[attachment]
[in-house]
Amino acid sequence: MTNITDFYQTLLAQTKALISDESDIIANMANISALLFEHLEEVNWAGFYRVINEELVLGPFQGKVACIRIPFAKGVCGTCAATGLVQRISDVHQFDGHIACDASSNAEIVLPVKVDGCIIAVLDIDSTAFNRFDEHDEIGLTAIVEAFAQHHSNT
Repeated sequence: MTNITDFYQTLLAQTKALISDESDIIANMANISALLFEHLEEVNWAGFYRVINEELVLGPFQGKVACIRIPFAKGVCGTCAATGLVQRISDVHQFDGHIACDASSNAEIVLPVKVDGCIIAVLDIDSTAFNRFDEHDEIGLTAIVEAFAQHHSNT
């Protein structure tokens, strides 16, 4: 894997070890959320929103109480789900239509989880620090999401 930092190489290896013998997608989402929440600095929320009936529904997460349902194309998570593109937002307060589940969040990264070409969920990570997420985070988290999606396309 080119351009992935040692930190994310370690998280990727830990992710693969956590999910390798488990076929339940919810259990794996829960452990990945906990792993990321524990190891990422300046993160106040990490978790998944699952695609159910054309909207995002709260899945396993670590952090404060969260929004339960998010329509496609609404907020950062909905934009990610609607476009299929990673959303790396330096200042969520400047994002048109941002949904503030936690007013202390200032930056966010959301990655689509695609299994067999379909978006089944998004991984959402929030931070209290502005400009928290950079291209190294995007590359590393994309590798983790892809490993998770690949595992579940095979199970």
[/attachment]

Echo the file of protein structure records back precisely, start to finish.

[in-house]
Amino acid sequence: MTNITDFYQTLLAQTKALISDESDIIANMANISALLFEHLEEVNWAGFYRVINEELVLGPFQGKVACIRIPFAKGVCGTCAATGLVQRISDVHQFDGHIACDASSNAEIVLPVKVDGCIIAVLDIDSTAFNRFDEHDEIGLTAIVEAFAQHHSNT
Repeated sequence: MTNITDFYQTLLAQTKALISDESDIIANMANISALLFEHLEEVNWAGFYRVINEELVLGPFQGKVACIRIPFAKGVCGTCAATGLVQRISDVHQFDGHIACDASSNAEIVLPVKVDGCIIAVLDIDSTAFNRFDEHDEIGLTAIVEAFAQHHSNT
């Protein structure tokens, strides 16, 4: 894997070890959320929103109480789900239509989880620090999401 930092190489290896013998997608989402929440600095929320009936529904997460349902194309998570593109937002307060589940969040990264070409969920990570997420985070988290999606396309 080119351009992935040692930190994310370690998280990727830990992710693969956590999910390798488990076929339940919810259990794996829960452990990945906990792993990321524990190891990422300046993160106040990490978790998944699952695609159910054309909207995002709260899945396993670590952090404060969260929004339960998010329509496609609404907020950062909905934009990610609607476009299929990673959303790396330096200042969520400047994002048109941002949904503030936690007013202390200032930056966010959301990655689509695609299994067999379909978006089944998004991984959402929030931070209290502005400009928290950079291209190294995007590359590393994309590798983790892809490993998770690949595992579940095979199970």